Diabetes is one of the most common conditions a lot of Indians have. In fact, India has been the world's diabetes capital for a long time. According to the latest report by Bristol Mayers Squibb, India has over 61.3 million diabetics which is about 8.3 percent of the total population. Worldwide, there are about 366 million people suffering from the disease.
With diabetes such a major problem especially in India, I caught up with Hemanshu Jain, co-founder of Diabeto, who shared some details about the startup. Founded in 2012, it is an early-stage startup with origins in New Jersey, and Mumbai.
The company aims to enable medical devices to leverage mobile technologies including hardware and mobile software for disease or disorder management. Diabeto's first product, also named Diabeto, is a Bluetooth-powered device which enables the transfer of glucose readings taken from a glucometer into mobile app.
Asked how the startup came about, Hemanshu said: "There are a lot of people in our family who are suffering from diabetes, including our parents. We have seen a lot of cases where some of them have lost their readings and doctors complain about managing their readings so they can understand where they are going wrong--whether their diet is a problem or their lifestyle.
"We immediately thought that this is a problem which can be solved with the help of technology and started designing a solution," he said.
He noted that about 366 million people globally suffer from diabetes which doesn't have a cure yet, so the only option for these people is to better manage their disease.
Currently, diabetics monitor their blood glucose and write their readings in physical diary, and take these to the doctor. It is a very tedious process filled with faults, he added.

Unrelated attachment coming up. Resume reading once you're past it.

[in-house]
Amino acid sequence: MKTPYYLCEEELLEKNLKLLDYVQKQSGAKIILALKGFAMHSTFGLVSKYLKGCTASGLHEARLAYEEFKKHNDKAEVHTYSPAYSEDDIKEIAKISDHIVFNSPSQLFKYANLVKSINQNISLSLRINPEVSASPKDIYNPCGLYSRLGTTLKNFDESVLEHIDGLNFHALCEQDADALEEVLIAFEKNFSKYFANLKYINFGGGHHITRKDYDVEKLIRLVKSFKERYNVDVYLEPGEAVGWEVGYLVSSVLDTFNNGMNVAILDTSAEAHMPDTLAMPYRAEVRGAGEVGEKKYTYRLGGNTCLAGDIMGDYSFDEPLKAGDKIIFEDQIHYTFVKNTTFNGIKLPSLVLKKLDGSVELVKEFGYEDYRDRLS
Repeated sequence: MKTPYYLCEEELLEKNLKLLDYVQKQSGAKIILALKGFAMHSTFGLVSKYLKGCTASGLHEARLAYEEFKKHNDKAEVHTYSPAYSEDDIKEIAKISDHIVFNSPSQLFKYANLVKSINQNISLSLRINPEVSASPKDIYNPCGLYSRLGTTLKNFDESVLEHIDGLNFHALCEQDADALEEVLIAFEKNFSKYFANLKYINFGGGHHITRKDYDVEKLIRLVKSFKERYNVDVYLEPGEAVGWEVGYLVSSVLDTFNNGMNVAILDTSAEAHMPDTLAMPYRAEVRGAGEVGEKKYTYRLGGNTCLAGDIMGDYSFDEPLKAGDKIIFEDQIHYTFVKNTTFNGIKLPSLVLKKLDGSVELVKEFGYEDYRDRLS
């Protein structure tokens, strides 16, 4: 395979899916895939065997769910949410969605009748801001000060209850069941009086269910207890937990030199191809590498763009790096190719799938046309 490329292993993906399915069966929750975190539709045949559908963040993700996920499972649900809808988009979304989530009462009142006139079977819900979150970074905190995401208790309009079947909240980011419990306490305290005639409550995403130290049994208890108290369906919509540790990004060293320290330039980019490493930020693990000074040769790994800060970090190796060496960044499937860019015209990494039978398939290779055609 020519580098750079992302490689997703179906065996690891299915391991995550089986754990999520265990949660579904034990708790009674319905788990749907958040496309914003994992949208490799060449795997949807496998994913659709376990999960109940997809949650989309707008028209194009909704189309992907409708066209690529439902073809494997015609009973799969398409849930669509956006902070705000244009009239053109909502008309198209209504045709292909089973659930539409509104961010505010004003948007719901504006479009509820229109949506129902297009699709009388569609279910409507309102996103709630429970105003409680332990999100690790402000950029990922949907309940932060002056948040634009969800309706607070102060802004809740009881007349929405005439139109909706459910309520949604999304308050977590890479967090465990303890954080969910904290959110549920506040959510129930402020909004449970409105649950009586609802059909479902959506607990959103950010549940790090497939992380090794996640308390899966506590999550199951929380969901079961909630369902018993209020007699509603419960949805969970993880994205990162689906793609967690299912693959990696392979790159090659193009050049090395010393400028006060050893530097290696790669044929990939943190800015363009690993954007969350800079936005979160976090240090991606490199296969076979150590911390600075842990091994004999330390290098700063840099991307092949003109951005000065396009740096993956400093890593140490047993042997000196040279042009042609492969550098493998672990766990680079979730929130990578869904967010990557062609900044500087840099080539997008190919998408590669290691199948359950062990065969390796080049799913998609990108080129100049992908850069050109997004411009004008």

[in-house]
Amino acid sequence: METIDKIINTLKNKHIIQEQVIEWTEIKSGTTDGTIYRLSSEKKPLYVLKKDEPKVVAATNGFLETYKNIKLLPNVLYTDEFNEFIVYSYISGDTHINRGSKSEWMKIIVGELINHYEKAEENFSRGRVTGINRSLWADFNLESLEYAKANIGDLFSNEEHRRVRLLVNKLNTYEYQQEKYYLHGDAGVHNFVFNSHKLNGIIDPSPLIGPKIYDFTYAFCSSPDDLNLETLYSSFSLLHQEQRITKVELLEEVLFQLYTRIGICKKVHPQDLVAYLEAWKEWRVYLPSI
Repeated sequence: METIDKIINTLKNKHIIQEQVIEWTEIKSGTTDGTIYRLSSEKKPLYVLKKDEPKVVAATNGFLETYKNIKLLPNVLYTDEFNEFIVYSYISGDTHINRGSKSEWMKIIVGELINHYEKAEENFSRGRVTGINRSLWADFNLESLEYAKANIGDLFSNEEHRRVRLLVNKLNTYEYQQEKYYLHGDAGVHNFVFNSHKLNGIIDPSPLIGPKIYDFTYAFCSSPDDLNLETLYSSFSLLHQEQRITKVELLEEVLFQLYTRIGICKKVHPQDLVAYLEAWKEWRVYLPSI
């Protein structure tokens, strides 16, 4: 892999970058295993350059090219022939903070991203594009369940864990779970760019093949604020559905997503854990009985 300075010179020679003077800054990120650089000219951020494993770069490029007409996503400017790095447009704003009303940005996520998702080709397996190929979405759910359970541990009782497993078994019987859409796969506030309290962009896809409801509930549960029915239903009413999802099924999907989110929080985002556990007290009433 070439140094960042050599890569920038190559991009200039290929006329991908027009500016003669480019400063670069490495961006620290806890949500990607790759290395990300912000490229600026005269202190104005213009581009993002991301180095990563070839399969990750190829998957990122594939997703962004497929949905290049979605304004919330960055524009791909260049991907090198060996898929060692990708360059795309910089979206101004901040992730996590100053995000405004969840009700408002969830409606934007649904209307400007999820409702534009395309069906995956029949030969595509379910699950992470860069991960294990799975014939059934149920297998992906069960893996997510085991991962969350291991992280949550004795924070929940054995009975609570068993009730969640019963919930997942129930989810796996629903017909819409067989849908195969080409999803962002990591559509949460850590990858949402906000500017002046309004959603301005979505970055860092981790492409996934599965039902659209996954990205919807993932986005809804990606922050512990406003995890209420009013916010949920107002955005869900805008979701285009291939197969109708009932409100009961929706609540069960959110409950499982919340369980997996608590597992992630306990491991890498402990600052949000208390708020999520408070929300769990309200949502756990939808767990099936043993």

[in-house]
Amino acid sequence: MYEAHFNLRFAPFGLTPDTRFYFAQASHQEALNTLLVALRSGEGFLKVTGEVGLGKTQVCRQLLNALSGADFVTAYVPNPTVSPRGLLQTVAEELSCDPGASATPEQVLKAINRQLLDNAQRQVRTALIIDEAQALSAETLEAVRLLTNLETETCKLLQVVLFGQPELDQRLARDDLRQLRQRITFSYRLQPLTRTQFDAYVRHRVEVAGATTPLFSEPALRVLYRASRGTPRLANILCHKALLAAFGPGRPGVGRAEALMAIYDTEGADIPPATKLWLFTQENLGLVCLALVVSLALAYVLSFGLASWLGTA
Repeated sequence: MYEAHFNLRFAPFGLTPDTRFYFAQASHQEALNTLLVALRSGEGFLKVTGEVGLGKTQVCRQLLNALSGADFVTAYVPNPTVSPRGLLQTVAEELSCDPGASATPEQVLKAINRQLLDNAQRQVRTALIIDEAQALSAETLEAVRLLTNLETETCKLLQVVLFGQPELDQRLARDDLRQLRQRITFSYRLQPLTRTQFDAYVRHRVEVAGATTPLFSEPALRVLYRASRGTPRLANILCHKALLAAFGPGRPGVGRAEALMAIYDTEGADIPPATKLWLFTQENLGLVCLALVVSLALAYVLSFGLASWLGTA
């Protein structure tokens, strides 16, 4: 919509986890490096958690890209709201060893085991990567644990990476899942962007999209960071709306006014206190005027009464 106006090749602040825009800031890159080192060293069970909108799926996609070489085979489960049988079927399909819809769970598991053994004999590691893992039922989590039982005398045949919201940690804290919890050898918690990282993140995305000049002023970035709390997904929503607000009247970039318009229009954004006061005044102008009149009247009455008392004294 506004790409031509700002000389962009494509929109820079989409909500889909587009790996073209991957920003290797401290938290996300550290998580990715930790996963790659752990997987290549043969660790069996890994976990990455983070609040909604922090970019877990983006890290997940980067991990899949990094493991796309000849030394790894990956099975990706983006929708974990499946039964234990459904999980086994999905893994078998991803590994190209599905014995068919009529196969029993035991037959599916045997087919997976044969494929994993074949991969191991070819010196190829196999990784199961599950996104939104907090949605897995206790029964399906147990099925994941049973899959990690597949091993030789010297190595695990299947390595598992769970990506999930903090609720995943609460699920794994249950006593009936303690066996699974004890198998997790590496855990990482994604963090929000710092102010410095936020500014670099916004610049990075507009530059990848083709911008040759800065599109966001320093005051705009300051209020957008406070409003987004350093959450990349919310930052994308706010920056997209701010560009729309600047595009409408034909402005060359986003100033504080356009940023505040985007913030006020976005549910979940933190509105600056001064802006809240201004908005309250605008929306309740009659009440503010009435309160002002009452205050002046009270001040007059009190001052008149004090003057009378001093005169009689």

According to Hemanshu, there are products in the North American and European markets which serve as a new glucometer for an iPhone or a cable to transfer readings to an iPhone. Diabeto saw a new market of smartphone users emerging who not only use iPhones but also the Android devices, he said.
"In fact, the number of users on Android in India has drastically increased in the last few years. Hence, we made a product which can be used by most smartphone users of both iPhone and Android, and is not dependent on a single technology in terms of smartphones and the gulcometer devices," he added.
He described Diabeto's key features as follows:
- It's compatible with both the iPhone and Android devices;
- The app allows you to choose from a list of 20 compatible glucometers, and another 30-plus glucometers will be added in future as an update;
- It allows users to include additional information which a traditional glucometer doesn't offer, for example, diet (carbohydrates) intake, physical activities (exercise), moods, stress level, and so on. These are very important factors related to a patient's sugar level;
- All these data points can then be analyzed graphically;
- It allows you to create a goal recommended by your doctor and track it easily;
- It also allows you to share your data with your doctor directly from the app; and
- It allows you to store the data on the cloud so your data is never lost even if you device.
Hemanshu plans to sell the Diabeto device directly to patients and also will be tying up with health insurance companies. "Moreover, we will be charging hospitals and other mobile app developers for using our API (application programming interface) so that their electronic health systems would be compatible with our hardware," he added.
The startup also plans to add multiple new features to help users reach their goals and manage their disease more effectively, he said.
Within Diabeto, Hemanshu manages the company's operations, while other core team members include Shreekant Pawar, who's also a co-founder and chief marketing officer handling marketing and sales for the product. Amir Shaikh is co-founder and CEO, overrseeing technology and online advertising.
It sounds like an interesting startup, especially now when health and technology are interspersed to such an extent these days, with apps popping up daily to help you manage your fitness. This one is a very specific app useful for an audience that can be thankful for such a product to come their way. What do you think?